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BANGALORE, India—Lately I’ve been playing a lot of Scrabble. The trick to the game is not impressing your mother with words like ‘kelpies’—it’s frustrating her with words like ‘zek.’ Thanks for the triple word! But there’s a creeping discomfort that comes with living in English in a country with so many languages.
When I help out at a local bookstore, I walk up and down the rows of English science fiction and fantasy novels, tracing their spines, but I duck past the Kannada section. I can read and write Hindi (the country’s most widely-spoken language) and Kannada (the language of my mother’s ancestors), but I’ve done my thinking in English all my life. I can just about understand enough Telugu—my father’s native language—to follow a conversation. I used to watch Kannada TV dramas as a two-year-old; now, I am just fluent enough.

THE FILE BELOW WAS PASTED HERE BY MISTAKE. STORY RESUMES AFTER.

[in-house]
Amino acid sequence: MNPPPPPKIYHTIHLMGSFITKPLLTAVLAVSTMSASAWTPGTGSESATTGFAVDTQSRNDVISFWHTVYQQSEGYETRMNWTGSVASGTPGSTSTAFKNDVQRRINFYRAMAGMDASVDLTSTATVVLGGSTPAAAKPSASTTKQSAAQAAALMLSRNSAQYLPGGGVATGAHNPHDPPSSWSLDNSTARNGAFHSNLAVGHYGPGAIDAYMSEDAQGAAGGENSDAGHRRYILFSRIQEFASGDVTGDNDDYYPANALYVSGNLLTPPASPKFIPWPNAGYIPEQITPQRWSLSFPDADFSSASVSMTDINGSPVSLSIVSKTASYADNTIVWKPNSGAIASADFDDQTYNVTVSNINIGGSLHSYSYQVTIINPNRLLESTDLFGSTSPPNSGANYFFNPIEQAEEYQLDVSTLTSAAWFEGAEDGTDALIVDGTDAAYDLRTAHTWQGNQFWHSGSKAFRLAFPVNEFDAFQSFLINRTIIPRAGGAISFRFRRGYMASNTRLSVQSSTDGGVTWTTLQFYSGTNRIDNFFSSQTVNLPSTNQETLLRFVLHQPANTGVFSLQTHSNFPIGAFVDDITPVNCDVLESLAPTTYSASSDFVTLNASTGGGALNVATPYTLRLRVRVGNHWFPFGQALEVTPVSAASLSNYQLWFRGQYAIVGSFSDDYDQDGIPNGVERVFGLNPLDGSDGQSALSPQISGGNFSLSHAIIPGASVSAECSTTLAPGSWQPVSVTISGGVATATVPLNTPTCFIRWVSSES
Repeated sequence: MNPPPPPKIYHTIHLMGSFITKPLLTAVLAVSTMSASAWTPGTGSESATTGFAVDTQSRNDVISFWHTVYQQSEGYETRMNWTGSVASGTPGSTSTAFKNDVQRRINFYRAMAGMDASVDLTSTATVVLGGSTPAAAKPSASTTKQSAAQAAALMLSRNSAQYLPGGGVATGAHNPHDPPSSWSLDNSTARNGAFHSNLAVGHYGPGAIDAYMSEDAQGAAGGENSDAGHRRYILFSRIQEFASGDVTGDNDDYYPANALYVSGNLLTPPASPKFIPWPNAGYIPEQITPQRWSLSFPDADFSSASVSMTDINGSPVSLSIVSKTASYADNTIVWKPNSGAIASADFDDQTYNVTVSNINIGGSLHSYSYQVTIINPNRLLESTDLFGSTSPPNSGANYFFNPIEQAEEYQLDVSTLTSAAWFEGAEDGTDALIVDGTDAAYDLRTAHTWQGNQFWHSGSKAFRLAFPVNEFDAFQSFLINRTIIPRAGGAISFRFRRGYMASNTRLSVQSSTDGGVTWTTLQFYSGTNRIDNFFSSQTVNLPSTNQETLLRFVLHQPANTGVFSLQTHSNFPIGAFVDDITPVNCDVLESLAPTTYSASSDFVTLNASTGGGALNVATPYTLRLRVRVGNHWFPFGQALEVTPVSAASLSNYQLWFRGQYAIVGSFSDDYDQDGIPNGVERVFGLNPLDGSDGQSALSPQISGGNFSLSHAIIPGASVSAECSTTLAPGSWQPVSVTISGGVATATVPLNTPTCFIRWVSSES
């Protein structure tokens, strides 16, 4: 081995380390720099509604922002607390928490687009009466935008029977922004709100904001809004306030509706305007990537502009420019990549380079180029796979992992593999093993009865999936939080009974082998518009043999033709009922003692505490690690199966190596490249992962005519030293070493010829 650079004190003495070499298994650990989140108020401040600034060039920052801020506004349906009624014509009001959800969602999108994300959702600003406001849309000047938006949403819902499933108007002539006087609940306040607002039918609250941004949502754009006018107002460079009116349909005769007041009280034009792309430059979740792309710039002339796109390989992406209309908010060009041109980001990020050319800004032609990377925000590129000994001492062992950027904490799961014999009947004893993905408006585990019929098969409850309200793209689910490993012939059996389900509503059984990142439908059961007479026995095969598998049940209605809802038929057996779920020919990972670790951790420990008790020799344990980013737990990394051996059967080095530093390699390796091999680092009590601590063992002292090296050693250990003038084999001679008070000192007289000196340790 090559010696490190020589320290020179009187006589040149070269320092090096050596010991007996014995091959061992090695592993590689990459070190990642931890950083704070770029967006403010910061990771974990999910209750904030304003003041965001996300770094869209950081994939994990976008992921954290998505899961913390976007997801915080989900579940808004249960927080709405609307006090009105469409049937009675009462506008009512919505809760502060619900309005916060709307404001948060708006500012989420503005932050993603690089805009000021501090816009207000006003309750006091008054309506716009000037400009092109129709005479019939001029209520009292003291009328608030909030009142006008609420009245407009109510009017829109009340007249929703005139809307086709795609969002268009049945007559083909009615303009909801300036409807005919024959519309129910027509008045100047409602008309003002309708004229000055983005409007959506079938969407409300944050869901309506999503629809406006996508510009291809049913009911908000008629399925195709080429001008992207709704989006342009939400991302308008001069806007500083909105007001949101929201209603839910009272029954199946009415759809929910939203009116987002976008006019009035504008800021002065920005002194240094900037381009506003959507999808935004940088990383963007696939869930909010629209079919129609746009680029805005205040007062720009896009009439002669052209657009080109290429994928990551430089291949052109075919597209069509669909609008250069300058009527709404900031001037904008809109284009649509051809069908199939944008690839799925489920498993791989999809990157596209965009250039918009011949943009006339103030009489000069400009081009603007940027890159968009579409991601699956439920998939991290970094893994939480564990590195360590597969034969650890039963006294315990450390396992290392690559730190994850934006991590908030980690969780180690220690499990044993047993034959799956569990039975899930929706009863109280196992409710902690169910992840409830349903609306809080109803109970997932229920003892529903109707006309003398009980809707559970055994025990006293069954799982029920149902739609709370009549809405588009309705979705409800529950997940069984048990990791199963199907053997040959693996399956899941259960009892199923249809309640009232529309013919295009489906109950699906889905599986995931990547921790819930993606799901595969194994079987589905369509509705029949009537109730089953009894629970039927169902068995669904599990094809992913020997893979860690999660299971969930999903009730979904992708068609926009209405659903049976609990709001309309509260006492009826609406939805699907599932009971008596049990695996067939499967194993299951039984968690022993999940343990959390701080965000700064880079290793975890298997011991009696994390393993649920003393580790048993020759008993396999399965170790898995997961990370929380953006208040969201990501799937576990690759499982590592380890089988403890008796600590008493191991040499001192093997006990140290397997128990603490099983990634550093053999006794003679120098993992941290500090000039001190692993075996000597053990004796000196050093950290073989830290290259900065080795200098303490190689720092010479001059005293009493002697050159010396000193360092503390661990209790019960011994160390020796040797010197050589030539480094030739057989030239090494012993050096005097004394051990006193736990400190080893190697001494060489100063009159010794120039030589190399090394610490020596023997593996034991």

If the English language was the last parasite of the British Raj, then it has struck my mind first. English comes easy to me, whether it’s to write teen angst poetry or to construct fantastical, imaginary worlds. How complicit am I in my own colonization? I might concentrate in English at Harvard. I want to write books someday, in English. This language saps the beauty from the countless tongues of my country, decade by decade, but it lends shape to the workings of my mind.
Maybe there are parallel universes where I dream in Indian languages. For now, those other girls are lost to me.
Stuti R. Telidevara ’20 is a Crimson Blog Comp Director in Cabot House.
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